UX, VISUAL DESIGN

Kohler Unified App

Designing a platform for the connected home experience

Lockup of screens for a connected home app

PROJECT OVERVIEW

Kohler needed an app that allowed smart bathroom owners to control their ecosystem of connected devices.

Need

Kohler needed an app that would support their forthcoming ecosystem of connected, voice-enabled products. Their initial desire was to provide users with a “remote control” app experience to bring together their disparate products.

work

I focused on streaming the experience by prioritizing how device controls were surfaced, and providing users access to routines through preset experiences and voice control, instead of relying only on remote control.

RESULT

The resulting app debuted at CES alongside Kohler’s new hardware. Since the initial release, I’ve continued to work with Kohler to bring new devices to the app and evolve
the functionality as new use cases arise.

my roles

Project lead

UX designer

WHAT I DID

UX design

Visual design

teammates

Natalie Vanderveen

VISUAL DESIGNER

Scott Staab

CREATIVE DIRECTOR

Lani DeGuire

PROGRAM MANAGER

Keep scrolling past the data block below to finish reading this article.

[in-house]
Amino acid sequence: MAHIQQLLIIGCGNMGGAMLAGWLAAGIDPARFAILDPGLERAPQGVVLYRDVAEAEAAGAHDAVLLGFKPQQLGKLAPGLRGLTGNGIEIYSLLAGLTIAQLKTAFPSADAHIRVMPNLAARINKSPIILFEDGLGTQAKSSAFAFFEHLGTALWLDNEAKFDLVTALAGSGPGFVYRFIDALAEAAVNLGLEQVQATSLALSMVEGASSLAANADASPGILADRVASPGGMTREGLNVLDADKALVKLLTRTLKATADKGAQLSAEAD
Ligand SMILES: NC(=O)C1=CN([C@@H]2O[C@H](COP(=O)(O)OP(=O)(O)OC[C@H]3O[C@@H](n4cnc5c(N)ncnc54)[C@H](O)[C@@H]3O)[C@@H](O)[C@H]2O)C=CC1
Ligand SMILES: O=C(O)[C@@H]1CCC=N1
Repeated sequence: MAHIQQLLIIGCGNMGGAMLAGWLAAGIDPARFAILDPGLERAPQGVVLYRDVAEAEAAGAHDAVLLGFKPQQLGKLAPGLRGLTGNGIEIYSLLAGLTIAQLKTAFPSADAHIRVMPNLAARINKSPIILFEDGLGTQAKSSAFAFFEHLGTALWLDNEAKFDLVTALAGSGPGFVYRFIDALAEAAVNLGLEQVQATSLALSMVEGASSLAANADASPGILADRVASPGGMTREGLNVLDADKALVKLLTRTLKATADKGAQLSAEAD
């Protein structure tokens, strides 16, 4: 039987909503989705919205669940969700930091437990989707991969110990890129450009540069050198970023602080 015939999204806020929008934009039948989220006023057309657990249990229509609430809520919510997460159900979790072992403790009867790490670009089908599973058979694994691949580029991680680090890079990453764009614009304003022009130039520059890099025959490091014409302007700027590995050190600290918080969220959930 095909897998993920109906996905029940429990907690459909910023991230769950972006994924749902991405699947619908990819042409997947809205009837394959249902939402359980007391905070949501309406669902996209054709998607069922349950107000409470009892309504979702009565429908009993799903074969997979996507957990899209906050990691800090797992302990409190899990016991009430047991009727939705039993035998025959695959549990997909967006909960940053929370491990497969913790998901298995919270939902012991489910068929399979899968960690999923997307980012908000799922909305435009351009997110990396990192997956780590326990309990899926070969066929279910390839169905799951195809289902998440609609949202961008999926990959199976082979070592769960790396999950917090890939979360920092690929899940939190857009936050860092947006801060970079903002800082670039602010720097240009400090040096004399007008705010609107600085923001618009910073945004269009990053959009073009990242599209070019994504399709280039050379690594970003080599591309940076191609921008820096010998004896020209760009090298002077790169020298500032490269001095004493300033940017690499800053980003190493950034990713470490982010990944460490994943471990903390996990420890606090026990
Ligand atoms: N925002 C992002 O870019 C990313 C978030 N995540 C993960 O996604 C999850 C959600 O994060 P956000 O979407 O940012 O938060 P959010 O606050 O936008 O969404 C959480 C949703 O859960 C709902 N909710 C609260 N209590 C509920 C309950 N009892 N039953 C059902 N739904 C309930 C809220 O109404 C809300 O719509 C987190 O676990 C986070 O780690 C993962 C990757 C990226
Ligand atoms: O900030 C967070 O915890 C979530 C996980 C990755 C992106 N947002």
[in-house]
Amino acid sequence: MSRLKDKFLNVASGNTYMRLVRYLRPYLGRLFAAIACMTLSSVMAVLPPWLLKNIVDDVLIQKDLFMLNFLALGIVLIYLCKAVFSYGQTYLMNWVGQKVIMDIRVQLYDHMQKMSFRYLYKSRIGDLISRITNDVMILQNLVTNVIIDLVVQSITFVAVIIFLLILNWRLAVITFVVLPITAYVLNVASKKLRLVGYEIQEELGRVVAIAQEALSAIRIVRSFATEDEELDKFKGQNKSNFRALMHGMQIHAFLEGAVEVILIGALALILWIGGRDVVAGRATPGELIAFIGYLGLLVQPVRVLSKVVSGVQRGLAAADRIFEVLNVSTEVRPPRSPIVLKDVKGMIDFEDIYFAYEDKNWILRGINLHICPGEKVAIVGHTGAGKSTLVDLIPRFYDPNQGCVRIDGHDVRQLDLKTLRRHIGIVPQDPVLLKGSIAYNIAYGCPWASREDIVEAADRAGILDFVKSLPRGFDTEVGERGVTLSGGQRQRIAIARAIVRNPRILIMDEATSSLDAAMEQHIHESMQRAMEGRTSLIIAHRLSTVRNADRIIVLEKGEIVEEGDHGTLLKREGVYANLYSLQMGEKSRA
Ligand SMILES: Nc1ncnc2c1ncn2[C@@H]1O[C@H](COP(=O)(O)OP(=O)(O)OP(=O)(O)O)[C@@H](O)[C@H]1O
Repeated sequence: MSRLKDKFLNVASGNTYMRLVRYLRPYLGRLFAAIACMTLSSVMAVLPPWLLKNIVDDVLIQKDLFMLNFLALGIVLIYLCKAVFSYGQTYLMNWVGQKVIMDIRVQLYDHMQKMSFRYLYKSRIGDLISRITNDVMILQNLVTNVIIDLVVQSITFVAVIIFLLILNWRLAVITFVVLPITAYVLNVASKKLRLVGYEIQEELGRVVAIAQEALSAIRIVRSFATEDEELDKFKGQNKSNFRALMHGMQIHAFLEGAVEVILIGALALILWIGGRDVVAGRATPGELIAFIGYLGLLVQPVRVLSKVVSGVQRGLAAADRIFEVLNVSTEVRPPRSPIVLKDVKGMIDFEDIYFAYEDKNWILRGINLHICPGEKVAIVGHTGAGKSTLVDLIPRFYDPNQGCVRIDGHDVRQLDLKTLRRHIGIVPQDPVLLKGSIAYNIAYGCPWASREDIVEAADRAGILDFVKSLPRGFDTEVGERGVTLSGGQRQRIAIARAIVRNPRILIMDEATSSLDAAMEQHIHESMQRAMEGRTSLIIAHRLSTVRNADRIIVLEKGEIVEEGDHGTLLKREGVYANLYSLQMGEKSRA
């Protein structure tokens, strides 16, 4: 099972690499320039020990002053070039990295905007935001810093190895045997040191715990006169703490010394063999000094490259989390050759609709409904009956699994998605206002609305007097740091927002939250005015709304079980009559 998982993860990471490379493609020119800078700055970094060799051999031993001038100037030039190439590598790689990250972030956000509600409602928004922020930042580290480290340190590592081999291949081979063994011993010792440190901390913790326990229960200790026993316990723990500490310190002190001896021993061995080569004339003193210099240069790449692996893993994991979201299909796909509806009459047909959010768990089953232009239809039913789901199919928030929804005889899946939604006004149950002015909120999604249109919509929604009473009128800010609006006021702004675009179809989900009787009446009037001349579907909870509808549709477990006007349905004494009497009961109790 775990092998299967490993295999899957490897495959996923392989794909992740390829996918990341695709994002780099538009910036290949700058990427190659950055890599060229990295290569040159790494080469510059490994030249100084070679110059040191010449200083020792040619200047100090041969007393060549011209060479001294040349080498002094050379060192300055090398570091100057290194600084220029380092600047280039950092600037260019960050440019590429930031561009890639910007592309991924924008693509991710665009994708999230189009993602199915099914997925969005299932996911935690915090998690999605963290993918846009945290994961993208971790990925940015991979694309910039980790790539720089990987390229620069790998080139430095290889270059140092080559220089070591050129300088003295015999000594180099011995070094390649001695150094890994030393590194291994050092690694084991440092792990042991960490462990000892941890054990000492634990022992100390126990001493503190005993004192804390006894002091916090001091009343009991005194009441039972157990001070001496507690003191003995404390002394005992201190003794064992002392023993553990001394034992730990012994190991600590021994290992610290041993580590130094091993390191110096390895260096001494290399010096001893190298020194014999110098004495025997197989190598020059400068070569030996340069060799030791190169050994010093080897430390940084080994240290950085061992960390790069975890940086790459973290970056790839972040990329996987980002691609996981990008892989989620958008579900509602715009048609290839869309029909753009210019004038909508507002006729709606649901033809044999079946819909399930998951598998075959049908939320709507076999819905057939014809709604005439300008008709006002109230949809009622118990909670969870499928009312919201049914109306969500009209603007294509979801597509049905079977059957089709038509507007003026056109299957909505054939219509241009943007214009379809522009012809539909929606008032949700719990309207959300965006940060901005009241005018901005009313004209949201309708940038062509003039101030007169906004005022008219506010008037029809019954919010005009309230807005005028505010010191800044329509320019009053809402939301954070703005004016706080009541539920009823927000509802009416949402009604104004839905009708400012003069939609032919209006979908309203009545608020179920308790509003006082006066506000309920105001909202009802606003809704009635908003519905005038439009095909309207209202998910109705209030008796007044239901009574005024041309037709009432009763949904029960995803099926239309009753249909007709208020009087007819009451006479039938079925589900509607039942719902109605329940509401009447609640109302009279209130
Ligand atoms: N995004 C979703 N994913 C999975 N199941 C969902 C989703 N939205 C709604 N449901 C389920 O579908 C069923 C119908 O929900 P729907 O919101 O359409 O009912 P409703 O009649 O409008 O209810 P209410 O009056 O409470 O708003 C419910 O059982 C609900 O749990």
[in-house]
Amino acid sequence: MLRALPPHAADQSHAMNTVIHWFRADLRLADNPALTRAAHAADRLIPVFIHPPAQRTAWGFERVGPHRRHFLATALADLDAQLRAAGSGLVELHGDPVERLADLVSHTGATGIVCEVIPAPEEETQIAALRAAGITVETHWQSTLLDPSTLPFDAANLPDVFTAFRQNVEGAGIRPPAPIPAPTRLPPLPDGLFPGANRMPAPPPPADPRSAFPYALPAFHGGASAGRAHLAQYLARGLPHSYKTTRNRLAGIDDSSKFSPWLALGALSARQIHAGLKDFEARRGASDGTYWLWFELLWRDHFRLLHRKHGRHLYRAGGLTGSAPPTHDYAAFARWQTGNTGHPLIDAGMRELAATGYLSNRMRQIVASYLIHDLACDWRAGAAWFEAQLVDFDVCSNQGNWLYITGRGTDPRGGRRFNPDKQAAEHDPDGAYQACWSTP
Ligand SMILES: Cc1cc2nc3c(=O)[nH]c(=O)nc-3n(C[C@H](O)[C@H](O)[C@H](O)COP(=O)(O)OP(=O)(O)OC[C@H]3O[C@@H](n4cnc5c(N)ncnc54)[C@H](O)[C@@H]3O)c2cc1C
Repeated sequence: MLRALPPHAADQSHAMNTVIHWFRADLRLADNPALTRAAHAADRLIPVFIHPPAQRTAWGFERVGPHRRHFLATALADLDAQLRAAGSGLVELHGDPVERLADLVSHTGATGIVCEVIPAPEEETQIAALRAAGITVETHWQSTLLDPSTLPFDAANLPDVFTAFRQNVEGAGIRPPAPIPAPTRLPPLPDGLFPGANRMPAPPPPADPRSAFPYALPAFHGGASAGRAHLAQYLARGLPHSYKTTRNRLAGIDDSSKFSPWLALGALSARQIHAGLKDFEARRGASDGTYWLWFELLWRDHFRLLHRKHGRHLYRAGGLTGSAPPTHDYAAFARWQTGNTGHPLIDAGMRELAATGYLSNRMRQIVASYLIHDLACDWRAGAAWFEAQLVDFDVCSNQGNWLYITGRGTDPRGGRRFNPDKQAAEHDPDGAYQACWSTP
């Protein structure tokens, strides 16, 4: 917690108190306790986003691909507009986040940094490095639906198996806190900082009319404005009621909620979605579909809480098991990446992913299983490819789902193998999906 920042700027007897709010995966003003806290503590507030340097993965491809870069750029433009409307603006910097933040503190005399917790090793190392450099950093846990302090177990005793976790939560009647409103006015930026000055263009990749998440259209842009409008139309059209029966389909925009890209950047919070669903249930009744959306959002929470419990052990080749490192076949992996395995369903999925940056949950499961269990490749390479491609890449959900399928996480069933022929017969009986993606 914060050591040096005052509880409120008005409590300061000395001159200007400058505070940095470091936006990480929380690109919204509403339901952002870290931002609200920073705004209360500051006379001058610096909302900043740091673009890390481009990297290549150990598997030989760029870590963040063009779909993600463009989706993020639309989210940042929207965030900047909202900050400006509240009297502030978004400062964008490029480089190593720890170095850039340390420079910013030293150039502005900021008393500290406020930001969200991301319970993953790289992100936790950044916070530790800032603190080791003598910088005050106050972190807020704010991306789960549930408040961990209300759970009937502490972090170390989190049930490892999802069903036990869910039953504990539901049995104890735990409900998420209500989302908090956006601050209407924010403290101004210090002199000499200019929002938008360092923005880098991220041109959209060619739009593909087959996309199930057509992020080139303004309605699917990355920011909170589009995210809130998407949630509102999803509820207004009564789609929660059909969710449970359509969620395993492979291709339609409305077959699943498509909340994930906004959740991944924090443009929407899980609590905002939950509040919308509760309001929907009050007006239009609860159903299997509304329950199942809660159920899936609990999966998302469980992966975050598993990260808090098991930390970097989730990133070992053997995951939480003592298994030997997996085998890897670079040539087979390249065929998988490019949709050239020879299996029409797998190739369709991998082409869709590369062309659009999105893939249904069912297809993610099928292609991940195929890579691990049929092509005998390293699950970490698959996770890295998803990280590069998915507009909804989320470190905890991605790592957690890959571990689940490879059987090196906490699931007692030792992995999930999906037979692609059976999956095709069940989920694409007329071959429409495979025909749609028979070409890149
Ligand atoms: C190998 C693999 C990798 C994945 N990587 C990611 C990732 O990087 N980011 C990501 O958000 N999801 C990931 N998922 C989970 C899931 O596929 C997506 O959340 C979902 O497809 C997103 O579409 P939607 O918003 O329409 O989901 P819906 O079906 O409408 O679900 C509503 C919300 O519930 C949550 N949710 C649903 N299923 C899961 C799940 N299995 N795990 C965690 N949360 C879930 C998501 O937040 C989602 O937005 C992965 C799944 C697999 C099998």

Marc Vandehey

NATIVE ios prototyping

Whiteboard with screen designs printed and taped to it

A subset of the feature inventory

UNDERSTANDING THE NEED

Documenting the hardware functionality

To start, we needed a solid understanding of the device features. To do this, I took existing user stories and descriptions of functionality, and created a feature inventory. I used this to prioritize primary controls alongside of Kohler and determine which secondary functionality should be surfaced in settings.

During this process, we found that there was more overlap between the granular features than we thought. This inspired Natalie and I to take a modular approach to our control design, ensuring that “modules” could be repeated across the app.

Understanding customers

Natalie and I also reviewed Kohler’s existing customer research. From their interviews, we realized that people frequently talked about their bathroom in terms of routines, referencing taking their favorite shower every morning or having their kids’ bath waiting at night.